Nervous laughter. Some angry reactions. Later, there would be many futile emails and messages questioning the veracity of the statements I made about their hero. Meanwhile, back at the talk, I wasn’t done yet. I’d finish up the two-party bit by adding: “No matter who you like, I truly believe that either McCain or Obama will help make this country what it once was: (long pause to build anticipation) an arctic region covered with ice.” (insert rim shot here)
Was it always like this? Short answer: Yes. By way of a longer answer, here's a brief history lesson: When Grover Cleveland (Democrat) was elected president in 1884, Robber Baron Jay Gould wired him: “I feel that the vast business interests of the country will be entirely safe in your hands.” For anyone wondering if Gould was right, bear in mind that one of Cleveland’s chief advisers was William Whitney, a millionaire corporate lawyer who married into the Standard Oil fortune.
Four years later, Cleveland was succeeded by Benjamin Harrison (Republican), a man whose main qualification was working for the railroads as a lawyer and soldier. Prior to his election, Harrison prosecuted railroad strikers in federal courts. Still, he was bumped out of the White House in 1892 when Grover Cleveland (still a Democrat) reclaimed his throne.
In light of this development, Robber Baron Andrew Carnegie received a letter from the manager of steel plants, Robber Baron Henry Clay Frick. “I am sorry for President Harrison,” Frick wrote, “but I cannot see that our interests are going to be affected one way or the other by the change in administration.” Right on cue, President Cleveland used U.S. troops to attack and break up “Coxey’s Army,” a demonstration of unemployed men who had come to Washington to protest (so, all you out-of-work loafers, don’t get any ideas).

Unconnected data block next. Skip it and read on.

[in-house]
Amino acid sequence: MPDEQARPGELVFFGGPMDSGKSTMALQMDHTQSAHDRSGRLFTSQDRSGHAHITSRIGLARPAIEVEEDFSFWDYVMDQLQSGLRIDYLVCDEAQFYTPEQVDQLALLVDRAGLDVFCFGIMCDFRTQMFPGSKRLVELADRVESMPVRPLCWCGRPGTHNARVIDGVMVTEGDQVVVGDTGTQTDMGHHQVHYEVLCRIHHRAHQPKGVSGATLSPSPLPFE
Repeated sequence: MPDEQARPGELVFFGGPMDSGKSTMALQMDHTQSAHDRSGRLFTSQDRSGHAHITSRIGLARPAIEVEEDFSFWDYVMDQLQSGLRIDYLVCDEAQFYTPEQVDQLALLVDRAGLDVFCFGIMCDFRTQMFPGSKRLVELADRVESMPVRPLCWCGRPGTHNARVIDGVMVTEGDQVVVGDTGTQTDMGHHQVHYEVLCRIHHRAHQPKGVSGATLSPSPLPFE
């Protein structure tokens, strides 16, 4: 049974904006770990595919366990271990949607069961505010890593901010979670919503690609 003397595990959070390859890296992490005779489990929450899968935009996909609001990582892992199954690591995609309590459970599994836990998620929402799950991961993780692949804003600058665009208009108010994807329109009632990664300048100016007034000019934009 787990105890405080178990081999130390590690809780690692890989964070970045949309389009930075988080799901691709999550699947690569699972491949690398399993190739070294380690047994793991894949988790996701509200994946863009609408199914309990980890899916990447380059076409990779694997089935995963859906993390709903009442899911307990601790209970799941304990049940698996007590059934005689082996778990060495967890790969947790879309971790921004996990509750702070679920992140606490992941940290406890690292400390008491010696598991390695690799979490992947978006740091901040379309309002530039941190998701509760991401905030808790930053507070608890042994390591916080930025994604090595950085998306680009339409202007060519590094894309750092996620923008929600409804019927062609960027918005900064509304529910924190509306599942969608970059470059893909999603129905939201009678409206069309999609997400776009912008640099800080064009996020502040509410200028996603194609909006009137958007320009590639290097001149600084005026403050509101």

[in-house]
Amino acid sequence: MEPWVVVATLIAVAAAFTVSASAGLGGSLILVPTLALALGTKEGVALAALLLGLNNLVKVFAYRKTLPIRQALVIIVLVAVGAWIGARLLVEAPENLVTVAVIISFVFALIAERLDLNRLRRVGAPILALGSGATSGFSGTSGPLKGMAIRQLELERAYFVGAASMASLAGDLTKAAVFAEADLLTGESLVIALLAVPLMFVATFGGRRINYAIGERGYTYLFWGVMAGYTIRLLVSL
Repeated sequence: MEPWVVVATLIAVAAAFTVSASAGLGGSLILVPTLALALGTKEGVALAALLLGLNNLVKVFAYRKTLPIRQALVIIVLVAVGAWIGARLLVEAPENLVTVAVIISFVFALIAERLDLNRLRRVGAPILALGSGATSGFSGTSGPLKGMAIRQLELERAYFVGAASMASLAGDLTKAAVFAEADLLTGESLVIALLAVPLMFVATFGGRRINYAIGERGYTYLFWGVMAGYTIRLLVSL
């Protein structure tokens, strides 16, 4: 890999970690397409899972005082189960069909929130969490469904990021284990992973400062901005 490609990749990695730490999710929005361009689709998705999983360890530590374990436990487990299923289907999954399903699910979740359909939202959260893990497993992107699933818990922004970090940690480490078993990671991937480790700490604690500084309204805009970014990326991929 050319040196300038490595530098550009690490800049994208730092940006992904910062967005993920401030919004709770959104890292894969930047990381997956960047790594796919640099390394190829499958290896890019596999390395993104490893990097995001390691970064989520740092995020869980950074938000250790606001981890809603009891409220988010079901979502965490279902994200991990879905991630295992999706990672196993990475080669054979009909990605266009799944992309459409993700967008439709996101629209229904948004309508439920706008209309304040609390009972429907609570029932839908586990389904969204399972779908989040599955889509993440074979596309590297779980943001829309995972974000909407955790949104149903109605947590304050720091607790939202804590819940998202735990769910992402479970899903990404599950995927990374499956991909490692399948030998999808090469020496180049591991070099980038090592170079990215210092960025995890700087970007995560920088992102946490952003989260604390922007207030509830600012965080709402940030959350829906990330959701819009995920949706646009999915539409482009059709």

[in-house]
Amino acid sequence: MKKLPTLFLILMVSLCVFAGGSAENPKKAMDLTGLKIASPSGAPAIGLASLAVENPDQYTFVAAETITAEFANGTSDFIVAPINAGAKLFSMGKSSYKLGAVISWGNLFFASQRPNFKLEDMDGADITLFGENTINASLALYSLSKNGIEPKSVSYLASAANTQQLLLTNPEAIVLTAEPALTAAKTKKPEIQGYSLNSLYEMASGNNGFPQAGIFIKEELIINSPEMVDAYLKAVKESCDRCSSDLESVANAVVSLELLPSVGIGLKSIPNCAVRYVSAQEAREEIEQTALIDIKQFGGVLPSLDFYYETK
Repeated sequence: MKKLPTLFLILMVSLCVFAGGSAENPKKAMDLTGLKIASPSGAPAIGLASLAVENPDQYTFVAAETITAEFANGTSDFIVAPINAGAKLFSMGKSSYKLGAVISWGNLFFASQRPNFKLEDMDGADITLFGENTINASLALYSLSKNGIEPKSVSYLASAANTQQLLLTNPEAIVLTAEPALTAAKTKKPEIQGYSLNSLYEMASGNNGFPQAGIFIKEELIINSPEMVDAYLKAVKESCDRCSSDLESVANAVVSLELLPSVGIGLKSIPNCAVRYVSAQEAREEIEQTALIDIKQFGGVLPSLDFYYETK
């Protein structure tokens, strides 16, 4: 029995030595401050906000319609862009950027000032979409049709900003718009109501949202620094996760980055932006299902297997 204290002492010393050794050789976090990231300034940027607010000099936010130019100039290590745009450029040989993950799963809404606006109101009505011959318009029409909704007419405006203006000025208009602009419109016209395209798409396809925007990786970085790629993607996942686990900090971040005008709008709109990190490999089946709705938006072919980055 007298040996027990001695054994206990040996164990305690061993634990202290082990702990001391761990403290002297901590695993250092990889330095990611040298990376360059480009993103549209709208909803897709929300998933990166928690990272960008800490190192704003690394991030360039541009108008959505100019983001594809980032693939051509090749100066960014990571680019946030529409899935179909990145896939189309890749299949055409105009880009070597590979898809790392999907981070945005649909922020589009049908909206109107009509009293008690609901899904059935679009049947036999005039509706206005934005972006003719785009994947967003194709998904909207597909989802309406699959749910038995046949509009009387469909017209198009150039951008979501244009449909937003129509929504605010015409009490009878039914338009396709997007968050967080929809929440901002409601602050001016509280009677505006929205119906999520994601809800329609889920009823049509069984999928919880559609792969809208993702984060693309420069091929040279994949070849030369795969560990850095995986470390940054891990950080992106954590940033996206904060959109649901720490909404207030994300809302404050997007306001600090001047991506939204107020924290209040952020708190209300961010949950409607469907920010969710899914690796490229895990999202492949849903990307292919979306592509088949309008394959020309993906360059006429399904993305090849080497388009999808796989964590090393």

Take-home message: Each and every one of us has been and continues to be subjected to deviously designed technology and it just keeps getting more effective. As a result, we walk around with our finger on the proverbial (or literal) trigger — ever ready to strike back at anyone who appears to be challenging the identity we’ve been programmed to embrace as our own. Meanwhile, the puppetmasters remain virtually invisible... as their power accrues.
It doesn’t have to be like this. Genuine, sustainable change will never come from the top down. No one in power will ever help you usurp that power. As Noam Chomsky urges: “We shouldn’t be looking for heroes, we should be looking for good ideas.”
Here are a few “good ideas” for starters: Take a long break from your devices, tune out the conditioning (past and present), resist the cult of personality, and rediscover the subversive pleasure of thinking for yourself. Pro tip: No red hats or woke mittens required.
Mickey Z. can be found here. He is also the founder of Helping Homeless Women - NYC, offering direct relief to women on the streets of New York City. To help him grow this project, CLICK HERE and make a donation right now. And please spread the word!